View Full Version : Ease of Following Trail?

12-31-2002, 11:25
For those of you that have through-hiked the AT, is it relatively easy to follow the white blazes? I've only hiked a portion of the trail through SNP in Virginia. It seemed well maintained and easy to follow. Other backpacking experiences, however, include somewhat "primitive" trail conditions---overgrown brush, junctions that are not well marked, etc.

Since it looks like I'll be hiking solo quite a bit, and I'm not the best of having a sense of direction, I'm interested in your thoughts on this matter...


Lone Wolf
12-31-2002, 11:30
It's extremely easy to follow the white blazes UNLESS you're a blue-blazer like me. I have a short attention span so I always need a diversion. Seriously the AT is well marked. That's the least of your worries.

12-31-2002, 11:59
Is the trail generally maintained well? Is it relatively wide---lending itself to covering more miles than trails that are narrow, overgrown, etc.?


Lone Wolf
12-31-2002, 12:08
Yes it is well maintained the entire length. A few miles here and there may get overgrown in the heat of the summer but not a concern as far as making mileage.

12-31-2002, 12:58
Your question about ease of following - The trail is extrmemly well maintained. I found it easy to average around 3mph the whole way with a few exceptions. Parts of ME and the White Mtns pace slowed down to about 1.5 mph. The trail in this area is steeper, rockier, ruttier rootier. A couple days in PA where the notorious rocks are at their worse slowed us down a bit to.

Keep an eye out for the section from the top of Goose Eye to the Full Goose Shelter in the Southern Maine. It had better be the most well maintained you've been on, or at least you better say so.

12-31-2002, 14:47
Yes, the trail is generally well marked and well maintained, but that doesn't mean that even the best of hikers doesn't occasionally make a wrong turn or miss a turn. I find I miss turns most when the trail is following a wide woods road for awhile and then veers off it--I just keep going on the wider trail. But you notice quickly and go back to look for blazes. If you don't see blazed for 1/4 to 1/2 mile, go back to the last blaze and start looking. Sometimes there are no blazes for some distance and you begin to wonder, but this is generally in areas where the trail is obvious and there are no turn-offs.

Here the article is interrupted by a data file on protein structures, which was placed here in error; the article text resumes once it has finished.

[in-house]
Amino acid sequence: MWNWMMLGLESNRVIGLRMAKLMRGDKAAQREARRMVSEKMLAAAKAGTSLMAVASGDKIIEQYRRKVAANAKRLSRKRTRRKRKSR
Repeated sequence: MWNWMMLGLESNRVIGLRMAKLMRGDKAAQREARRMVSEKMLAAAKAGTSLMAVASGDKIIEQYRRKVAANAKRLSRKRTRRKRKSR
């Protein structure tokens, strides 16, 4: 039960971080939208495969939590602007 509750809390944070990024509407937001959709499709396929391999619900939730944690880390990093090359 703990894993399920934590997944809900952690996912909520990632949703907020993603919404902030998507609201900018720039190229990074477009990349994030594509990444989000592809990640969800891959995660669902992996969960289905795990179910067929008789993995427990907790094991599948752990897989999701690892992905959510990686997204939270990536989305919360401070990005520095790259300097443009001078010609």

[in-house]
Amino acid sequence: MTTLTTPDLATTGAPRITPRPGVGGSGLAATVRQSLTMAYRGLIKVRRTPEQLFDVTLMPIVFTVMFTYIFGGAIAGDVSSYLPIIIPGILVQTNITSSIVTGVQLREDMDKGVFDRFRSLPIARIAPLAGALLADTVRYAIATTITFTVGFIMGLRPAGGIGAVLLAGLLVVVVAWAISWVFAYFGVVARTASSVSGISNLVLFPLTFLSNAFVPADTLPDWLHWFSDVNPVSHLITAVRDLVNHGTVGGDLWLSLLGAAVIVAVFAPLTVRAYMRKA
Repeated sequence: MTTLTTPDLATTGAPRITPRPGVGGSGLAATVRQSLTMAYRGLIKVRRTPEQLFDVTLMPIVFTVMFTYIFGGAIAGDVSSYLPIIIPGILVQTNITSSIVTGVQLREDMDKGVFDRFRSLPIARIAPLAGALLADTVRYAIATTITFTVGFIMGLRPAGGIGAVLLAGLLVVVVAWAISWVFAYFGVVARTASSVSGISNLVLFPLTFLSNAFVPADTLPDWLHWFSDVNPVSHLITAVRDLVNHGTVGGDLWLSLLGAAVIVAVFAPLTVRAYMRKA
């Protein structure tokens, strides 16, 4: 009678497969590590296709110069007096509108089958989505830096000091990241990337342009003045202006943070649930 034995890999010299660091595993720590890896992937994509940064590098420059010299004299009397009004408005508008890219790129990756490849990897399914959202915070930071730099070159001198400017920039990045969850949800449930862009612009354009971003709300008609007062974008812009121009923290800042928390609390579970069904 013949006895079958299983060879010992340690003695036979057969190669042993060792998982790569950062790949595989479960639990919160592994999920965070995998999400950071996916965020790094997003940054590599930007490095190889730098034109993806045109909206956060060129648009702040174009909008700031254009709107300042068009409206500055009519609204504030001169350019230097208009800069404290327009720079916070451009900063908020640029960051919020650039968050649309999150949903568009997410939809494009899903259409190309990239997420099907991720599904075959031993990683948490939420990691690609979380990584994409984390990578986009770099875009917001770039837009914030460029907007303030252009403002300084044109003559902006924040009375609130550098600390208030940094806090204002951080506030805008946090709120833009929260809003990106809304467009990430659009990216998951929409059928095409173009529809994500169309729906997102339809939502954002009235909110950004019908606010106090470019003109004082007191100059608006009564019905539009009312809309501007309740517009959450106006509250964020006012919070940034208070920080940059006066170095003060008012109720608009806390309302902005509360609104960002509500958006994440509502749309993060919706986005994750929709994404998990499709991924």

01-01-2003, 16:51
I agree, blazing is generally pretty good, although there are certainly times when I try to figure out what in the world the trailblazer was thinking.

At the end of my October section hike in Virginia, I developed an outline in my head for a typology of trail blazers that would include a description of: The Basketball Player: Blazes at an "eye level" of 6' 8"
The Cave Man: Blazes only on rocks
The Pioneer: "You shouldn't be out here if you need a blaze to walk on a wide open trail"
The Ripper: Blazes that are cracked and "bleeding"
The Engineer: Perfect blazes that conform to ATC guidelines in every way
The Old-Timer: "I put a blaze on that tree back in '64 that's still there"
The Newbie: Characterized by an incredible number of blazes within a mile of the road crossing that then gradually peter out as the blazer gets tired and realizes that their paint won't last until the next road.
Anyone want to add to my list?

Bad Ass Turtle
01-01-2003, 17:41
I have to agree with DebW. I was pretty notorious for getting lost in my head and not noticing that the trail turned off. I would suddenly realize that I hadn't seen a blaze in a while . . . then I would give myself about 15 minutes. If I hadn't seen a blaze in that time, I would just turn around and go back until I found the trail again. Nothing scary as far as being lost, ever.

There were some places in Connecticut, however, where the trail was really overgrown and bushy -- in the heat of the summer. You couldn't get lost, but all of the scratchy bushes got really annoying. Or maybe it was the 103 degree temps at the time . . .

01-03-2003, 10:13
exorcist: only puts blazes on one side of tree so you need to keep watching behind you to see if you're on the trail

chameleon: like to use trees whose color most closely matches blaze color

BTW: after 20 years of hiking I noticed a pattern in double blazes (denoting turn). If the top blaze is to the left of the bottom one, a left turn is coming (or vice versa). It just hit me 3 months ago near Hot Springs. I do not think this good idea is followed universally, however.


Bandana Man
01-03-2003, 13:37
I like the exorcist one! It's so true. If I don't pass a blaze in a while I keep turning my head around looking behind me. But does that mean the trail blazer is the exorcist or demon-possessed?